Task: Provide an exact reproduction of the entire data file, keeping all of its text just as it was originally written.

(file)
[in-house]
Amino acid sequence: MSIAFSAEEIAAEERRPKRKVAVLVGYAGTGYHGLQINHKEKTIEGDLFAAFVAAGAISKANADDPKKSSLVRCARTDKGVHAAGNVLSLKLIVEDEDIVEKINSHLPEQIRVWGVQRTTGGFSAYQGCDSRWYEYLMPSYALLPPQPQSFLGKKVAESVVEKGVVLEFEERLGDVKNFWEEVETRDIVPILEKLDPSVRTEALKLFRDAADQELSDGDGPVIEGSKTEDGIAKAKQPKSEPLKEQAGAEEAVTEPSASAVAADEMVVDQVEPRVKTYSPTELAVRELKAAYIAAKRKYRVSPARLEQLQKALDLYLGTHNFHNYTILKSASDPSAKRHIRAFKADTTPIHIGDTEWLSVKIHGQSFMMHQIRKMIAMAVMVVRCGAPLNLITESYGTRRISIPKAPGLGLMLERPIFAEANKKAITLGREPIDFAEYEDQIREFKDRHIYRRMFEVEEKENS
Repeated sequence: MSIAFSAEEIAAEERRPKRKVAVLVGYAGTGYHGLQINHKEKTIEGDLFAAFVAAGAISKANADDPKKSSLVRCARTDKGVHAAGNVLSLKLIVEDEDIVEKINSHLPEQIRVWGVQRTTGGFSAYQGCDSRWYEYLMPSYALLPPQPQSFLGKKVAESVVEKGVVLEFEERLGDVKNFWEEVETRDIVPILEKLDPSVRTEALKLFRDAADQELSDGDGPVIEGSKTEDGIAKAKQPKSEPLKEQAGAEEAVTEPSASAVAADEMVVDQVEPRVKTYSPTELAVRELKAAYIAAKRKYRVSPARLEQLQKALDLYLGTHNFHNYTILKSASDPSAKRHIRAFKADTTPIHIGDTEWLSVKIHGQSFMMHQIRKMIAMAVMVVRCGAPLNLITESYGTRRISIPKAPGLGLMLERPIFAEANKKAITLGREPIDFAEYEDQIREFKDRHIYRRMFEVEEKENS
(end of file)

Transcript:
[in-house]
Amino acid sequence: MSIAFSAEEIAAEERRPKRKVAVLVGYAGTGYHGLQINHKEKTIEGDLFAAFVAAGAISKANADDPKKSSLVRCARTDKGVHAAGNVLSLKLIVEDEDIVEKINSHLPEQIRVWGVQRTTGGFSAYQGCDSRWYEYLMPSYALLPPQPQSFLGKKVAESVVEKGVVLEFEERLGDVKNFWEEVETRDIVPILEKLDPSVRTEALKLFRDAADQELSDGDGPVIEGSKTEDGIAKAKQPKSEPLKEQAGAEEAVTEPSASAVAADEMVVDQVEPRVKTYSPTELAVRELKAAYIAAKRKYRVSPARLEQLQKALDLYLGTHNFHNYTILKSASDPSAKRHIRAFKADTTPIHIGDTEWLSVKIHGQSFMMHQIRKMIAMAVMVVRCGAPLNLITESYGTRRISIPKAPGLGLMLERPIFAEANKKAITLGREPIDFAEYEDQIREFKDRHIYRRMFEVEEKENS
Repeated sequence: MSIAFSAEEIAAEERRPKRKVAVLVGYAGTGYHGLQINHKEKTIEGDLFAAFVAAGAISKANADDPKKSSLVRCARTDKGVHAAGNVLSLKLIVEDEDIVEKINSHLPEQIRVWGVQRTTGGFSAYQGCDSRWYEYLMPSYALLPPQPQSFLGKKVAESVVEKGVVLEFEERLGDVKNFWEEVETRDIVPILEKLDPSVRTEALKLFRDAADQELSDGDGPVIEGSKTEDGIAKAKQPKSEPLKEQAGAEEAVTEPSASAVAADEMVVDQVEPRVKTYSPTELAVRELKAAYIAAKRKYRVSPARLEQLQKALDLYLGTHNFHNYTILKSASDPSAKRHIRAFKADTTPIHIGDTEWLSVKIHGQSFMMHQIRKMIAMAVMVVRCGAPLNLITESYGTRRISIPKAPGLGLMLERPIFAEANKKAITLGREPIDFAEYEDQIREFKDRHIYRRMFEVEEKENS